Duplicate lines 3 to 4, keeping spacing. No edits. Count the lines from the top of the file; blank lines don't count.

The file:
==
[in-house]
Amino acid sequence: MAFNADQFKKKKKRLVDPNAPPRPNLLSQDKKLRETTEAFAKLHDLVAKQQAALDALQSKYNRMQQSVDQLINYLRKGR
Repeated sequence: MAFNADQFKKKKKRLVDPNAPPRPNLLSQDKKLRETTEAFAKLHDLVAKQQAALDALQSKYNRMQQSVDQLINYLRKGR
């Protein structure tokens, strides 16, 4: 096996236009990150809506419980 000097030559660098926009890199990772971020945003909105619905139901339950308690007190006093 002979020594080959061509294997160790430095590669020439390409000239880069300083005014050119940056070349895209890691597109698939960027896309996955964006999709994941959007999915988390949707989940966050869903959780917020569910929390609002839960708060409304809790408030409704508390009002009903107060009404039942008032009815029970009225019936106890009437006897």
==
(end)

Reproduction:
Repeated sequence: MAFNADQFKKKKKRLVDPNAPPRPNLLSQDKKLRETTEAFAKLHDLVAKQQAALDALQSKYNRMQQSVDQLINYLRKGR
């Protein structure tokens, strides 16, 4: 096996236009990150809506419980 000097030559660098926009890199990772971020945003909105619905139901339950308690007190006093 002979020594080959061509294997160790430095590669020439390409000239880069300083005014050119940056070349895209890691597109698939960027896309996955964006999709994941959007999915988390949707989940966050869903959780917020569910929390609002839960708060409304809790408030409704508390009002009903107060009404039942008032009815029970009225019936106890009437006897």